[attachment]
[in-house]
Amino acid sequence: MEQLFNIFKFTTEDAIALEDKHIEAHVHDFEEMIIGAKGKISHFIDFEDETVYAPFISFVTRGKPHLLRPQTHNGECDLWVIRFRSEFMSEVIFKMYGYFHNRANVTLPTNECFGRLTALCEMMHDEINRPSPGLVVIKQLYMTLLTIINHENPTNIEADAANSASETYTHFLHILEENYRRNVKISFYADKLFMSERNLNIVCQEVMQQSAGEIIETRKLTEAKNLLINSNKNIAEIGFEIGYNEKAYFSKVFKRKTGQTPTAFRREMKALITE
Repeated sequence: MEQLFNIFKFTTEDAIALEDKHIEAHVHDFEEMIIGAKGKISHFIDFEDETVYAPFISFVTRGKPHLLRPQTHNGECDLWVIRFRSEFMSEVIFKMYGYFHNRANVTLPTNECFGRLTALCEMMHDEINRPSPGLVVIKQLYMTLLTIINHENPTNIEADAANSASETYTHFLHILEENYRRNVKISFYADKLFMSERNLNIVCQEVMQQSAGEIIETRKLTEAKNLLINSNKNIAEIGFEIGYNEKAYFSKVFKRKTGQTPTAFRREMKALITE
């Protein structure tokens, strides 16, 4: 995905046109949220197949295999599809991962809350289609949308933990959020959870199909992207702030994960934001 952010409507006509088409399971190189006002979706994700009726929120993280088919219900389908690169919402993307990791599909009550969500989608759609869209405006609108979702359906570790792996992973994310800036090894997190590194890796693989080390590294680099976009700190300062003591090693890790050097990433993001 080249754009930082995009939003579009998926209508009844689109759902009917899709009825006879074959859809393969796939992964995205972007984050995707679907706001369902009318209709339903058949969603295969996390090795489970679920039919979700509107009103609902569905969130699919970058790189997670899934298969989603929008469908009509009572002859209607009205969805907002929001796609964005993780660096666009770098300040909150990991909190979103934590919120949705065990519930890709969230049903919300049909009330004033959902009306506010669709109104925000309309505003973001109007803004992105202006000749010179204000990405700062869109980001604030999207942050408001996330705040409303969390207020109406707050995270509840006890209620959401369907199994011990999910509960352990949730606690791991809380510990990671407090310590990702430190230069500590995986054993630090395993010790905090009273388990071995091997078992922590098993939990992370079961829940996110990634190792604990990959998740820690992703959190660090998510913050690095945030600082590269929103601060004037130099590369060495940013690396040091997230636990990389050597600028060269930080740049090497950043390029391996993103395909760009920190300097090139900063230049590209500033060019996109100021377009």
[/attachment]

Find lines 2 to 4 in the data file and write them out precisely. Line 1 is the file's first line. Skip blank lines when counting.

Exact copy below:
Amino acid sequence: MEQLFNIFKFTTEDAIALEDKHIEAHVHDFEEMIIGAKGKISHFIDFEDETVYAPFISFVTRGKPHLLRPQTHNGECDLWVIRFRSEFMSEVIFKMYGYFHNRANVTLPTNECFGRLTALCEMMHDEINRPSPGLVVIKQLYMTLLTIINHENPTNIEADAANSASETYTHFLHILEENYRRNVKISFYADKLFMSERNLNIVCQEVMQQSAGEIIETRKLTEAKNLLINSNKNIAEIGFEIGYNEKAYFSKVFKRKTGQTPTAFRREMKALITE
Repeated sequence: MEQLFNIFKFTTEDAIALEDKHIEAHVHDFEEMIIGAKGKISHFIDFEDETVYAPFISFVTRGKPHLLRPQTHNGECDLWVIRFRSEFMSEVIFKMYGYFHNRANVTLPTNECFGRLTALCEMMHDEINRPSPGLVVIKQLYMTLLTIINHENPTNIEADAANSASETYTHFLHILEENYRRNVKISFYADKLFMSERNLNIVCQEVMQQSAGEIIETRKLTEAKNLLINSNKNIAEIGFEIGYNEKAYFSKVFKRKTGQTPTAFRREMKALITE
């Protein structure tokens, strides 16, 4: 995905046109949220197949295999599809991962809350289609949308933990959020959870199909992207702030994960934001 952010409507006509088409399971190189006002979706994700009726929120993280088919219900389908690169919402993307990791599909009550969500989608759609869209405006609108979702359906570790792996992973994310800036090894997190590194890796693989080390590294680099976009700190300062003591090693890790050097990433993001 080249754009930082995009939003579009998926209508009844689109759902009917899709009825006879074959859809393969796939992964995205972007984050995707679907706001369902009318209709339903058949969603295969996390090795489970679920039919979700509107009103609902569905969130699919970058790189997670899934298969989603929008469908009509009572002859209607009205969805907002929001796609964005993780660096666009770098300040909150990991909190979103934590919120949705065990519930890709969230049903919300049909009330004033959902009306506010669709109104925000309309505003973001109007803004992105202006000749010179204000990405700062869109980001604030999207942050408001996330705040409303969390207020109406707050995270509840006890209620959401369907199994011990999910509960352990949730606690791991809380510990990671407090310590990702430190230069500590995986054993630090395993010790905090009273388990071995091997078992922590098993939990992370079961829940996110990634190792604990990959998740820690992703959190660090998510913050690095945030600082590269929103601060004037130099590369060495940013690396040091997230636990990389050597600028060269930080740049090497950043390029391996993103395909760009920190300097090139900063230049590209500033060019996109100021377009």